KASSARI CHAPEL AND GRAVEYARD
Drive back the same way, turn right from the statue of
Leiger and continue driving (about 2 km), until a sign
points to Kassari chapel. This 1.5 km stretch of road is a
gravel road. When you pass the Kassari community centre
(white stone building on the left) and the Ristitee windmill,
then stop near the graveyard gates.
Photo: Hanno Luukas
Kassari chapel or the former subordinate
church of Pühalepa church is a lovely,
romantic building. Nowadays it is
considered the only functioning stone
church with a reed roof in Estonia.
Presumably it originates from the 18th
century, and the year 1801 inscribed
on the inner wall of the chapel is
associated with major reconstructions.
According to the archive documents
there was a little wooden chapel before
the church we know now in that area.
People say that a smaller additional room built on the side of the church
was initially slated to be the final resting place for the Stackelbergs.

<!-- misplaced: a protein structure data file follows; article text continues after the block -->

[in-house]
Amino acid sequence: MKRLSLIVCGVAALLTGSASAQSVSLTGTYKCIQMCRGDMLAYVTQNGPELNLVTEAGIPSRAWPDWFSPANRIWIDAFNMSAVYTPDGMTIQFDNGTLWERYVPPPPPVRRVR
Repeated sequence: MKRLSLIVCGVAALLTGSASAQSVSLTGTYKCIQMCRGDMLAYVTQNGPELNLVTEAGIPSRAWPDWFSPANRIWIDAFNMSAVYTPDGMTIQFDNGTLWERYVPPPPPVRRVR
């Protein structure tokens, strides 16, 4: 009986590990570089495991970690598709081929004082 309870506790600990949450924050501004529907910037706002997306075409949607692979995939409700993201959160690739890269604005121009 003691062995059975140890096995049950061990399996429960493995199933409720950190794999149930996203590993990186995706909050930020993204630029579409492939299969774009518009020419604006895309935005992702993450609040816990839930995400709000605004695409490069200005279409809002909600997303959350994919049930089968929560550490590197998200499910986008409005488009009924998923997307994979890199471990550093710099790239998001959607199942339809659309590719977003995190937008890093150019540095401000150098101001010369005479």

In fact the Stackelbergs' burial plot is next to the chapel. Many other
important figures in the history of the local culture have been buried in
the graveyard (consult the information board by the gates). Through
art and literature we know about the Beautiful Villem or Villem Tamm,
whom the artist Johann Köler (1826-1899) used as a model when
painting Jesus Christ for his altarpiece, which is now situated in Kaarli
church in Tallinn, and named "Come to me all".
During the Soviet occupation, the church stood completely empty
with the doors open. At that time, the bells of the church went missing;
one of these was reclaimed later from parts unknown.
Greater damages were avoided with the help of the collective farm,
enthusiasts and heritage protectors, but still, the future of the chapel
was dark. Some smaller objects were deposited in the museum. But
the benefit of these actions was that the chapel was re-inaugurated to
church in 1992 for the satisfaction of local people and visitors of the
Legends and stories
Simple swineherd Vesingi Aadu from the manor was quite a legendary
person, whose burial plot is next to the landlords' plots. As Aadu's simple
mind was associated with the landlord's affection for punishments, it was
like some kind of revenge when he was buried next to the landlords.
Aadu had the gift of gab. Once he was called to the landlord to
explain how the pigs got out into the grain field. Aadu answered, "If the
good Lord couldn't create the sow tight enough that the piglets wouldn't
get out, how then could I have made the fence tight enough."